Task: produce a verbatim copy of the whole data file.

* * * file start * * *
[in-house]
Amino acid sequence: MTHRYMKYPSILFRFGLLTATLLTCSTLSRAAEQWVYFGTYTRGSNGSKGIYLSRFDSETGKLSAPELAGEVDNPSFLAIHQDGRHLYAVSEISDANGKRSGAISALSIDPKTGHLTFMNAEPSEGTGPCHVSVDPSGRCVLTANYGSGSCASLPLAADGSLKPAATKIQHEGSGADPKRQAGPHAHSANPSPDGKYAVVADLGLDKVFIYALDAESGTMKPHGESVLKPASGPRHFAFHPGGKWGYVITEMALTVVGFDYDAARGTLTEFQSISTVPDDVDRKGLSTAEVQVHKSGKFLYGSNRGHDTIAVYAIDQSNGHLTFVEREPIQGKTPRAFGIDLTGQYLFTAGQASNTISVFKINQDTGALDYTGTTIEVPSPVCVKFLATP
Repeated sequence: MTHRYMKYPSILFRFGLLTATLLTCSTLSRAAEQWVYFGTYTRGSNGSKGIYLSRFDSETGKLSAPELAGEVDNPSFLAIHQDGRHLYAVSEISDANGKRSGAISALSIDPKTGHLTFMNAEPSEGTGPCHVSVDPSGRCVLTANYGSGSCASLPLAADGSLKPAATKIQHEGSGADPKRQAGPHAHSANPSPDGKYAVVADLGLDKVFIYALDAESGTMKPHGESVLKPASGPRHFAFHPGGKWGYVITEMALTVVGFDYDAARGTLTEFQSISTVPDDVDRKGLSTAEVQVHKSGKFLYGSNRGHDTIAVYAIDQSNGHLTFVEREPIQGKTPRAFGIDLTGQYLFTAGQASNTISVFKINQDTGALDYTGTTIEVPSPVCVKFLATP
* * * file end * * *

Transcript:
[in-house]
Amino acid sequence: MTHRYMKYPSILFRFGLLTATLLTCSTLSRAAEQWVYFGTYTRGSNGSKGIYLSRFDSETGKLSAPELAGEVDNPSFLAIHQDGRHLYAVSEISDANGKRSGAISALSIDPKTGHLTFMNAEPSEGTGPCHVSVDPSGRCVLTANYGSGSCASLPLAADGSLKPAATKIQHEGSGADPKRQAGPHAHSANPSPDGKYAVVADLGLDKVFIYALDAESGTMKPHGESVLKPASGPRHFAFHPGGKWGYVITEMALTVVGFDYDAARGTLTEFQSISTVPDDVDRKGLSTAEVQVHKSGKFLYGSNRGHDTIAVYAIDQSNGHLTFVEREPIQGKTPRAFGIDLTGQYLFTAGQASNTISVFKINQDTGALDYTGTTIEVPSPVCVKFLATP
Repeated sequence: MTHRYMKYPSILFRFGLLTATLLTCSTLSRAAEQWVYFGTYTRGSNGSKGIYLSRFDSETGKLSAPELAGEVDNPSFLAIHQDGRHLYAVSEISDANGKRSGAISALSIDPKTGHLTFMNAEPSEGTGPCHVSVDPSGRCVLTANYGSGSCASLPLAADGSLKPAATKIQHEGSGADPKRQAGPHAHSANPSPDGKYAVVADLGLDKVFIYALDAESGTMKPHGESVLKPASGPRHFAFHPGGKWGYVITEMALTVVGFDYDAARGTLTEFQSISTVPDDVDRKGLSTAEVQVHKSGKFLYGSNRGHDTIAVYAIDQSNGHLTFVEREPIQGKTPRAFGIDLTGQYLFTAGQASNTISVFKINQDTGALDYTGTTIEVPSPVCVKFLATP